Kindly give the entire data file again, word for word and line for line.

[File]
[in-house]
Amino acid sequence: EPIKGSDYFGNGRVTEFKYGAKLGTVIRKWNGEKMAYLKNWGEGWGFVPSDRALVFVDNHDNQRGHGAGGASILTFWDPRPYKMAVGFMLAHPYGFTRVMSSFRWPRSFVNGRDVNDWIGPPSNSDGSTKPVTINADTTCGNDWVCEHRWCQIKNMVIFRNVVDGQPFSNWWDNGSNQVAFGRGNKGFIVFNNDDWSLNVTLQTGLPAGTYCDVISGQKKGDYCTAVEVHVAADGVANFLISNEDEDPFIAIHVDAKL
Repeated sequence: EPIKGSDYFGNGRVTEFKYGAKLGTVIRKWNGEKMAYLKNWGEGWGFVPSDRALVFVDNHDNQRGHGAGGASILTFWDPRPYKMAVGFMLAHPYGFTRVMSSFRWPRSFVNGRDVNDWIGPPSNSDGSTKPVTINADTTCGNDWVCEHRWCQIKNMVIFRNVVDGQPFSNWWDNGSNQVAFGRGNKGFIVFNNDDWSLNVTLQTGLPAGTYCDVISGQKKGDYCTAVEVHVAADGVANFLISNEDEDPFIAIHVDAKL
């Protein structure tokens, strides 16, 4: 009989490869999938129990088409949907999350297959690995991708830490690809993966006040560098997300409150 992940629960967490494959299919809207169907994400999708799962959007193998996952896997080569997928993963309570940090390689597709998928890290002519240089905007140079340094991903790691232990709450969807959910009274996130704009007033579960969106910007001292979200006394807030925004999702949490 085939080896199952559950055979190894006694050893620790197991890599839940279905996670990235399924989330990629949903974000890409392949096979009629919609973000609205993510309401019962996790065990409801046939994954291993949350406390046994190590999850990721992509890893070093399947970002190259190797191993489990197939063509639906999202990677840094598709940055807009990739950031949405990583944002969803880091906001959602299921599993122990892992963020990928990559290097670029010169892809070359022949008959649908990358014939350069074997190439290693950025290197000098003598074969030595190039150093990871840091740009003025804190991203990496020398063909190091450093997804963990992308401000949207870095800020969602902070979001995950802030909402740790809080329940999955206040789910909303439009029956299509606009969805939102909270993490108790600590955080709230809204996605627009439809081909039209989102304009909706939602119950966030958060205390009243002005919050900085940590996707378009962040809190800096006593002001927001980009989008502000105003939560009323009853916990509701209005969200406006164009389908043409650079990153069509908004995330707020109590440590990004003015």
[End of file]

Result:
[in-house]
Amino acid sequence: EPIKGSDYFGNGRVTEFKYGAKLGTVIRKWNGEKMAYLKNWGEGWGFVPSDRALVFVDNHDNQRGHGAGGASILTFWDPRPYKMAVGFMLAHPYGFTRVMSSFRWPRSFVNGRDVNDWIGPPSNSDGSTKPVTINADTTCGNDWVCEHRWCQIKNMVIFRNVVDGQPFSNWWDNGSNQVAFGRGNKGFIVFNNDDWSLNVTLQTGLPAGTYCDVISGQKKGDYCTAVEVHVAADGVANFLISNEDEDPFIAIHVDAKL
Repeated sequence: EPIKGSDYFGNGRVTEFKYGAKLGTVIRKWNGEKMAYLKNWGEGWGFVPSDRALVFVDNHDNQRGHGAGGASILTFWDPRPYKMAVGFMLAHPYGFTRVMSSFRWPRSFVNGRDVNDWIGPPSNSDGSTKPVTINADTTCGNDWVCEHRWCQIKNMVIFRNVVDGQPFSNWWDNGSNQVAFGRGNKGFIVFNNDDWSLNVTLQTGLPAGTYCDVISGQKKGDYCTAVEVHVAADGVANFLISNEDEDPFIAIHVDAKL
């Protein structure tokens, strides 16, 4: 009989490869999938129990088409949907999350297959690995991708830490690809993966006040560098997300409150 992940629960967490494959299919809207169907994400999708799962959007193998996952896997080569997928993963309570940090390689597709998928890290002519240089905007140079340094991903790691232990709450969807959910009274996130704009007033579960969106910007001292979200006394807030925004999702949490 085939080896199952559950055979190894006694050893620790197991890599839940279905996670990235399924989330990629949903974000890409392949096979009629919609973000609205993510309401019962996790065990409801046939994954291993949350406390046994190590999850990721992509890893070093399947970002190259190797191993489990197939063509639906999202990677840094598709940055807009990739950031949405990583944002969803880091906001959602299921599993122990892992963020990928990559290097670029010169892809070359022949008959649908990358014939350069074997190439290693950025290197000098003598074969030595190039150093990871840091740009003025804190991203990496020398063909190091450093997804963990992308401000949207870095800020969602902070979001995950802030909402740790809080329940999955206040789910909303439009029956299509606009969805939102909270993490108790600590955080709230809204996605627009439809081909039209989102304009909706939602119950966030958060205390009243002005919050900085940590996707378009962040809190800096006593002001927001980009989008502000105003939560009323009853916990509701209005969200406006164009389908043409650079990153069509908004995330707020109590440590990004003015």